@Faye thank you for all the amazing info too! Having insight that you and wyatt bring to this discussion is great! Like you, I will be growing out the plants you mention to have and make tinctures from. There are so many ticks around that its just common sense to know ahead of time what to be taking. Speaking of invasives, have you found any use for oriental bittersweet or japanese honeysuckle? Do you know of any work into japanese stiltgrass? Those are some big invasives in western pa so I was just wondering. Your advice on poke was very helpful for that hands on experience of taking it. Thank you for that. Nettles are excellent, I wil have to source some seeds- hopefully, I can source some local types for added toughness. Thanks again for all your advice!
1 year ago
Hi Wyatt, sorry for the delayed reply to all your amazing advice! I'm excited for you to be growing so many medicinal plants and making some kick butt medicines. Tinctures are my favorite bc for me they are "fairly" straightforward and simple. Thank you so much for all of the great information you gave. I am taking your advice and will start growing those plants out come spring. The seeds might be a good idea for a stocking stuffer come Christmas! Speaking of ginseng, I did buy a bunch of seed from a farm in maryland near me which germinated and planted out this fall. I am looking for panex seeds and amazon has some but good luck on the quality of those seeds right! LOL Now that you mention it, I do remember seeing bidens growing so we will track them down and grow them along with sida. There is probably a native sida to grow up here so we can always try.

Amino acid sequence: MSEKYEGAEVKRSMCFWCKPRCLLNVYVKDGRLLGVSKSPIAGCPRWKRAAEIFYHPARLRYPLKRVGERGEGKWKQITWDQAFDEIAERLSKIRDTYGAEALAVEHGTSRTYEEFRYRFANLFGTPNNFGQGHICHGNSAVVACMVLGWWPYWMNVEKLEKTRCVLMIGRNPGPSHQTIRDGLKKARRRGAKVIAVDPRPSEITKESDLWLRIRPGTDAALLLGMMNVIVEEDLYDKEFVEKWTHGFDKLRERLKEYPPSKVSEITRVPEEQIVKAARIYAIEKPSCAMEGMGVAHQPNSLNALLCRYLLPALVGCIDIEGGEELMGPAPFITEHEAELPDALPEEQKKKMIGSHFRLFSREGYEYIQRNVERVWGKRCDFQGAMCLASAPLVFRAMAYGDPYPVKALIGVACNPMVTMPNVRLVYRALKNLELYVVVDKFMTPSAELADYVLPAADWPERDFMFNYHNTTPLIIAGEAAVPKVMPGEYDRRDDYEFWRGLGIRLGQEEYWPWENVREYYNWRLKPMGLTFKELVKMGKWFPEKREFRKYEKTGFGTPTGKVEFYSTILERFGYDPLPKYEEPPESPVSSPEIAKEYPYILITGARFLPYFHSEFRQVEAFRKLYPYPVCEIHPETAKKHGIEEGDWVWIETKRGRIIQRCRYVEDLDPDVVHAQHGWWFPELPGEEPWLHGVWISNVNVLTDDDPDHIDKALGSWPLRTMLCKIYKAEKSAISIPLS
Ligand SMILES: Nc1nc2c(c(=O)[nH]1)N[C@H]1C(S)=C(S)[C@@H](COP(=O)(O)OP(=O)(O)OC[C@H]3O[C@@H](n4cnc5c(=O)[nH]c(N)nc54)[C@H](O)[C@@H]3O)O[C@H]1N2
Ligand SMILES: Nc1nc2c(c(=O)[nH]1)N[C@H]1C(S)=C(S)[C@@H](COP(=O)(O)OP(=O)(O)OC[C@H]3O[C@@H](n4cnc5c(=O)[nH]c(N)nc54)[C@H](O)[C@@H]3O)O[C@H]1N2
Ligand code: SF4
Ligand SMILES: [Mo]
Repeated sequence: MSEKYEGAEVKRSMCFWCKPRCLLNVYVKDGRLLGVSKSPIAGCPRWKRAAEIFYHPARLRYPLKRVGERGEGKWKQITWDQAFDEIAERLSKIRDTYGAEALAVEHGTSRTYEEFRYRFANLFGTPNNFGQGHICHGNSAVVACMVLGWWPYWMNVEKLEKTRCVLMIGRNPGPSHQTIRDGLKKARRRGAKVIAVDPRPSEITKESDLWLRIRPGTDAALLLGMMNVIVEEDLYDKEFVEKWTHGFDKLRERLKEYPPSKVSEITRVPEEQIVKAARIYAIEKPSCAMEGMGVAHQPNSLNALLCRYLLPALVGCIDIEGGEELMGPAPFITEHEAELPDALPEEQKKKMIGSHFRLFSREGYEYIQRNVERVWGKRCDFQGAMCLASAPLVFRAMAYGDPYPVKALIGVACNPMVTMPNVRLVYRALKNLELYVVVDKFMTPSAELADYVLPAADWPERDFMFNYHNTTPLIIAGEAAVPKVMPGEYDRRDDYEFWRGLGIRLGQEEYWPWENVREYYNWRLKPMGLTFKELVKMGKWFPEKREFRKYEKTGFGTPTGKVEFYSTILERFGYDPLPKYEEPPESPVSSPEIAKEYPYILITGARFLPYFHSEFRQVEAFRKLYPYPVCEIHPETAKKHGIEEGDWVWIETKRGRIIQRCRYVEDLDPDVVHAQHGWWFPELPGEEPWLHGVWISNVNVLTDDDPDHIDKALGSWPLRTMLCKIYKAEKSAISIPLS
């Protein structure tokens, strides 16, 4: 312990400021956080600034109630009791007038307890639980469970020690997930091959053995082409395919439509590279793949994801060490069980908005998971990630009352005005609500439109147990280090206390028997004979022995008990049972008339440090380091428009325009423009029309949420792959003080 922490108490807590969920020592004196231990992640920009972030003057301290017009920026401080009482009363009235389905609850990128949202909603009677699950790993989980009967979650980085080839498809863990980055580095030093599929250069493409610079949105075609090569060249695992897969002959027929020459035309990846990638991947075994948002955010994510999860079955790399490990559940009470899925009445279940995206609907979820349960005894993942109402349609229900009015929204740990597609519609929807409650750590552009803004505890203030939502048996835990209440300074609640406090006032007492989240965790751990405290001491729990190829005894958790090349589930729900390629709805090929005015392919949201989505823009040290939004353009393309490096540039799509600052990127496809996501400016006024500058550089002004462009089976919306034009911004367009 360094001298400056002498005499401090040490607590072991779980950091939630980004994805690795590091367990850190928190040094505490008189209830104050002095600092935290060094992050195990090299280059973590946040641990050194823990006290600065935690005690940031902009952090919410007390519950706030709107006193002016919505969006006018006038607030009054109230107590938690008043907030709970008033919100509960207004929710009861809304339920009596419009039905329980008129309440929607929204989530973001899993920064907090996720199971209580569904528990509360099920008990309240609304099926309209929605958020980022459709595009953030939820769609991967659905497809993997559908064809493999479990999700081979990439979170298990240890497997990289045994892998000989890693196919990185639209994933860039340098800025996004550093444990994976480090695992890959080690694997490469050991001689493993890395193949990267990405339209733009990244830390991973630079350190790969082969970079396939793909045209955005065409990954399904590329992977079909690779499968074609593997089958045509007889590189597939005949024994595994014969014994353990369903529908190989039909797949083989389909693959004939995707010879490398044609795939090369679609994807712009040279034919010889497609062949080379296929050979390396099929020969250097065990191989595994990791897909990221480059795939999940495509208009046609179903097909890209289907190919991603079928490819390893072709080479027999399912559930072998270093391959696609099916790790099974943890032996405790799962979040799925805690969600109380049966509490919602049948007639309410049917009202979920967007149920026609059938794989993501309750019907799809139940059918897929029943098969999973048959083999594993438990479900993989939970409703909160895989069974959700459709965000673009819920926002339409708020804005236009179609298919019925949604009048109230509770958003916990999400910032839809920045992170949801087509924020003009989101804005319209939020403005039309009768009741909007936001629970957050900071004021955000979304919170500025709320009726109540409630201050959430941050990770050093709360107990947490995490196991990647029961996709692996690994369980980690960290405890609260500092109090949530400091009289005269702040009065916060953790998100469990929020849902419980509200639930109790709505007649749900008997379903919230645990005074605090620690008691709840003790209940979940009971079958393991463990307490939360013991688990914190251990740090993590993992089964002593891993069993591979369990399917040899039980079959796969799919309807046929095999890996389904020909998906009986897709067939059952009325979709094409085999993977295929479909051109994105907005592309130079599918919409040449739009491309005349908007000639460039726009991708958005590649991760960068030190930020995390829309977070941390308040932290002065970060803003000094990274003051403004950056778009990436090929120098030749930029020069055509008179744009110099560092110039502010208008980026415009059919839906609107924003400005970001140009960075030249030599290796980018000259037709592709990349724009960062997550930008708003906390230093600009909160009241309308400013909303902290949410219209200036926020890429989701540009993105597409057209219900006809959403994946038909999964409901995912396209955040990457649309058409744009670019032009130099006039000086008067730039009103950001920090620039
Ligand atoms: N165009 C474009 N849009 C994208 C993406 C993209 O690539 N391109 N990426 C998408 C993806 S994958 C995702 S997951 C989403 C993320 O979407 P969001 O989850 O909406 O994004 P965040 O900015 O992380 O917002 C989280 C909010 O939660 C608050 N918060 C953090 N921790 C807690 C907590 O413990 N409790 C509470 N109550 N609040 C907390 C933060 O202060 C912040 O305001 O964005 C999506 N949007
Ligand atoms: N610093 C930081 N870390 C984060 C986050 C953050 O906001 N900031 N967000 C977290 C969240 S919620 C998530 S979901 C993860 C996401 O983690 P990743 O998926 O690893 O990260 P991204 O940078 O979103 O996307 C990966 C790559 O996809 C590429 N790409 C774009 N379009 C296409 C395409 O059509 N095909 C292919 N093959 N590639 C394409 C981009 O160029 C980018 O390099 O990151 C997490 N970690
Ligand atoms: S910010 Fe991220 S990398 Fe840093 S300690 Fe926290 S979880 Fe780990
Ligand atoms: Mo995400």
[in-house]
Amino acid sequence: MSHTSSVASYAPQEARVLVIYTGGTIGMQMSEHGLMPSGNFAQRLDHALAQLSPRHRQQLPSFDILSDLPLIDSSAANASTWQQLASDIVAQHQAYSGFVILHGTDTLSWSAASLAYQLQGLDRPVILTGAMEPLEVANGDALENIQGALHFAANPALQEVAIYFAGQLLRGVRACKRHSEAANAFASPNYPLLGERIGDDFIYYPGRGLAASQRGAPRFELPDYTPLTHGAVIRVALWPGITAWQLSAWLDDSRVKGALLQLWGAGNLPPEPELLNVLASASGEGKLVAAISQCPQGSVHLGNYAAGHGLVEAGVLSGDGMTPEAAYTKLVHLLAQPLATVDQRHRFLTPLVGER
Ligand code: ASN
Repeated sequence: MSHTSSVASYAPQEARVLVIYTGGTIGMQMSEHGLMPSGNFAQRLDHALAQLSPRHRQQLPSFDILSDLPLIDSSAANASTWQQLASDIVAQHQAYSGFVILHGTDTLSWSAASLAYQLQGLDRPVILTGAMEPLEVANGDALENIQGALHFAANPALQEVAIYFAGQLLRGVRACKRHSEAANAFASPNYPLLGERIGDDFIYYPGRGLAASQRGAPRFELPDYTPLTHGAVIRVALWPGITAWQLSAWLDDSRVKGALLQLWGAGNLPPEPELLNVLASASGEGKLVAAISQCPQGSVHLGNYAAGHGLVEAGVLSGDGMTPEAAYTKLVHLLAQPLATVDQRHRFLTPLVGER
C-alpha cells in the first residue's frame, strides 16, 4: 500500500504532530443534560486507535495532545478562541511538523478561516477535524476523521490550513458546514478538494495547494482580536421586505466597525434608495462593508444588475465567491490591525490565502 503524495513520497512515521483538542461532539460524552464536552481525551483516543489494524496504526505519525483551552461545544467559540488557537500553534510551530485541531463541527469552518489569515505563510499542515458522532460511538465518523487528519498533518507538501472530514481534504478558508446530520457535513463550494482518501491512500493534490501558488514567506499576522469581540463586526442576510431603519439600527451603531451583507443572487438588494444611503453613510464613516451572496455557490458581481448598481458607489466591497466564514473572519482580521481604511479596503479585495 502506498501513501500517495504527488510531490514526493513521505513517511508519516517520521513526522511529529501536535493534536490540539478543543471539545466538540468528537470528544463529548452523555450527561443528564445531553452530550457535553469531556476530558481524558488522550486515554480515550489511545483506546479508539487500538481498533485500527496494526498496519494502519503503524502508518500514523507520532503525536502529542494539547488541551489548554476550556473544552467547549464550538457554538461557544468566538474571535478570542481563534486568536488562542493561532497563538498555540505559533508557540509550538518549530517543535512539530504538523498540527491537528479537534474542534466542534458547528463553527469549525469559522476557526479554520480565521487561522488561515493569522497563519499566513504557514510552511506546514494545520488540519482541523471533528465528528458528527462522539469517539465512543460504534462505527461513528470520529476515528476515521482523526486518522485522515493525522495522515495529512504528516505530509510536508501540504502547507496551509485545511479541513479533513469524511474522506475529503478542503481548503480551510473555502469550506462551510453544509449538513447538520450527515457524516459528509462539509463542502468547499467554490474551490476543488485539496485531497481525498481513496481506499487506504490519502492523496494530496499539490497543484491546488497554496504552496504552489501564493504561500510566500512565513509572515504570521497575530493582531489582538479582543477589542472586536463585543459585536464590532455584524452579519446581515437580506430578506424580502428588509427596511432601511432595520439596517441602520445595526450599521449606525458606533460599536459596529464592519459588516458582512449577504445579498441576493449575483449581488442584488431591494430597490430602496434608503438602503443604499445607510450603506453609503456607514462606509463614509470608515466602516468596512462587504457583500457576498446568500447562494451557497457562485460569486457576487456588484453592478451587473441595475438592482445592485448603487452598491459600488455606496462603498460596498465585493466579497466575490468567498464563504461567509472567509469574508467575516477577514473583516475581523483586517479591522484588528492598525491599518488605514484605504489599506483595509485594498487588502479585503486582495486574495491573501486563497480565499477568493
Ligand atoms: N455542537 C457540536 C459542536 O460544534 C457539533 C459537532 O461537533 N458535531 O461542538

Your property sounds like a total eden with all those herbs and edibles! Are you able to plant things in florida to have the best of both worlds for medicine production? Really neat you are doing that and such a valuable practice to get into and excel at. Keep it up.
In regards to poke, your in-depth breakdown is much appreciated. I have read that it is so evil and potent that just the mention of it would bring death to you but your words brought much-needed clarity. It grows abundantly around the tiny house so knowing what can be done with it is a bonus.
How is your time in florida going? Cold up here so enjoy!
1 year ago
Really great to see so many other amazing people in the Appalachia region making food forests and working toward a better future for yourselves! Keep up the great work everyone! It is also great to see you guys and gals working on the economics of starting your own business in selling plants, medicine, and knowledge- we need more of this. I'm 29 and I'm finally getting off my a$$ and making my life better and brighter too. It's so nice to be able to connect with you all in sharing what we are doing. This does help people like me to continue in permaculture and creating a resilient life.

In terms of livestock and poultry, what breeds have worked well for you all? It will be a few more years until I start raising my own, but would like to start now in learning more about the breeds and techniques that have worked and what has not. There is a wonderful heritage pig farm near me and I would like to try my hand at raising two pigs in a few years.

As the temps are 10-15 degrees colder than the low-lands, it's a good experience going through my first winter in the shipping container tiny house and testing out the cubic mini wood stove!

Just as some of you guys have begun your own small business, I have started a plant nursery too. I have finally followed my passions in plant cultivation and education and created AppalachiaTreeCrops.com. Its small but I will grow it. I hope you guys also continue in your plant nurseries because we need to be ready and offer as many people as possible a better way of living than what they have been taught. One of my biggest reasons for the nursery is to help preserve our beautiful Appalachia forests from exploitation by government and companies. Appalachia is the greatest treasure I know both in terms of its people and biodiversity so, in order to see the change, we have to be the change.
1 year ago